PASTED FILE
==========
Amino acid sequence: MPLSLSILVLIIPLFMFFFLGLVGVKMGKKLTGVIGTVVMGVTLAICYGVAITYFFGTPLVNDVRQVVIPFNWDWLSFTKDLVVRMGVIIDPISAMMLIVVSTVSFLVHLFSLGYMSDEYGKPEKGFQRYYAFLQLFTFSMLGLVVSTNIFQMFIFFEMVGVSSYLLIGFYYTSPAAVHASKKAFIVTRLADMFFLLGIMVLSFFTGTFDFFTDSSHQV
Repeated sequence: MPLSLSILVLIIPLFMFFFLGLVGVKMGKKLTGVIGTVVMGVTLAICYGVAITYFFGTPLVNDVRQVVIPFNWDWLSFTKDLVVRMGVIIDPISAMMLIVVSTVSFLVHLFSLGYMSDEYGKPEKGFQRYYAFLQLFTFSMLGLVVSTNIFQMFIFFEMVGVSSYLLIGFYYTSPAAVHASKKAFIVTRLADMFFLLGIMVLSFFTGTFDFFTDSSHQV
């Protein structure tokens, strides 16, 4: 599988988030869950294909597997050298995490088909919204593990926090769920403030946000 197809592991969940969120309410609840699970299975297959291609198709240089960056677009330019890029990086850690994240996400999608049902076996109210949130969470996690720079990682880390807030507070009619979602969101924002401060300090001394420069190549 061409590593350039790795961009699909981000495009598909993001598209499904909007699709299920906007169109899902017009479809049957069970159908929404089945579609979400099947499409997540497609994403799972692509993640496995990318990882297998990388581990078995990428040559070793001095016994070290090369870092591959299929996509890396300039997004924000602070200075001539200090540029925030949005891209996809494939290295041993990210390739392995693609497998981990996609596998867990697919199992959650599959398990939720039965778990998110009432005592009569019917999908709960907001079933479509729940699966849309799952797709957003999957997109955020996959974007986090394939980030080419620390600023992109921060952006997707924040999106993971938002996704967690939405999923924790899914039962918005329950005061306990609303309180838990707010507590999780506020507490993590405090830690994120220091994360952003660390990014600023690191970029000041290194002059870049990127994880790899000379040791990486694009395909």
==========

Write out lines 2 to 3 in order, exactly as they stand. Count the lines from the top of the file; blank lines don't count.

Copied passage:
Repeated sequence: MPLSLSILVLIIPLFMFFFLGLVGVKMGKKLTGVIGTVVMGVTLAICYGVAITYFFGTPLVNDVRQVVIPFNWDWLSFTKDLVVRMGVIIDPISAMMLIVVSTVSFLVHLFSLGYMSDEYGKPEKGFQRYYAFLQLFTFSMLGLVVSTNIFQMFIFFEMVGVSSYLLIGFYYTSPAAVHASKKAFIVTRLADMFFLLGIMVLSFFTGTFDFFTDSSHQV
């Protein structure tokens, strides 16, 4: 599988988030869950294909597997050298995490088909919204593990926090769920403030946000 197809592991969940969120309410609840699970299975297959291609198709240089960056677009330019890029990086850690994240996400999608049902076996109210949130969470996690720079990682880390807030507070009619979602969101924002401060300090001394420069190549 061409590593350039790795961009699909981000495009598909993001598209499904909007699709299920906007169109899902017009479809049957069970159908929404089945579609979400099947499409997540497609994403799972692509993640496995990318990882297998990388581990078995990428040559070793001095016994070290090369870092591959299929996509890396300039997004924000602070200075001539200090540029925030949005891209996809494939290295041993990210390739392995693609497998981990996609596998867990697919199992959650599959398990939720039965778990998110009432005592009569019917999908709960907001079933479509729940699966849309799952797709957003999957997109955020996959974007986090394939980030080419620390600023992109921060952006997707924040999106993971938002996704967690939405999923924790899914039962918005329950005061306990609303309180838990707010507590999780506020507490993590405090830690994120220091994360952003660390990014600023690191970029000041290194002059870049990127994880790899000379040791990486694009395909």